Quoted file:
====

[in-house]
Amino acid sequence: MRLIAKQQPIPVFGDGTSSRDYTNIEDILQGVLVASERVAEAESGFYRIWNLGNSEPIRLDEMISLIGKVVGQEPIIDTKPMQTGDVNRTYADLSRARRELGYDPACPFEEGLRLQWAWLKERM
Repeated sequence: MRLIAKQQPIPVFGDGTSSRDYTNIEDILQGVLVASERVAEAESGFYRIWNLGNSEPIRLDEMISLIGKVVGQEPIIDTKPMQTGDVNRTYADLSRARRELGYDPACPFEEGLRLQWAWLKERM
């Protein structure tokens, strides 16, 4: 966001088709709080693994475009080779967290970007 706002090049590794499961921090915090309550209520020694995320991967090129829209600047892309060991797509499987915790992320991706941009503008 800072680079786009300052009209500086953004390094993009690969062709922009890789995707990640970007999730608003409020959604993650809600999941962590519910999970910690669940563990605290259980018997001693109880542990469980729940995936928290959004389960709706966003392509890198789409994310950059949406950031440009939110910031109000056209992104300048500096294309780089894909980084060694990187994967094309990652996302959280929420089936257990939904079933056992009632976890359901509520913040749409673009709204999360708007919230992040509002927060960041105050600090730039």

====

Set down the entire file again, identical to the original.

[in-house]
Amino acid sequence: MRLIAKQQPIPVFGDGTSSRDYTNIEDILQGVLVASERVAEAESGFYRIWNLGNSEPIRLDEMISLIGKVVGQEPIIDTKPMQTGDVNRTYADLSRARRELGYDPACPFEEGLRLQWAWLKERM
Repeated sequence: MRLIAKQQPIPVFGDGTSSRDYTNIEDILQGVLVASERVAEAESGFYRIWNLGNSEPIRLDEMISLIGKVVGQEPIIDTKPMQTGDVNRTYADLSRARRELGYDPACPFEEGLRLQWAWLKERM
């Protein structure tokens, strides 16, 4: 966001088709709080693994475009080779967290970007 706002090049590794499961921090915090309550209520020694995320991967090129829209600047892309060991797509499987915790992320991706941009503008 800072680079786009300052009209500086953004390094993009690969062709922009890789995707990640970007999730608003409020959604993650809600999941962590519910999970910690669940563990605290259980018997001693109880542990469980729940995936928290959004389960709706966003392509890198789409994310950059949406950031440009939110910031109000056209992104300048500096294309780089894909980084060694990187994967094309990652996302959280929420089936257990939904079933056992009632976890359901509520913040749409673009709204999360708007919230992040509002927060960041105050600090730039």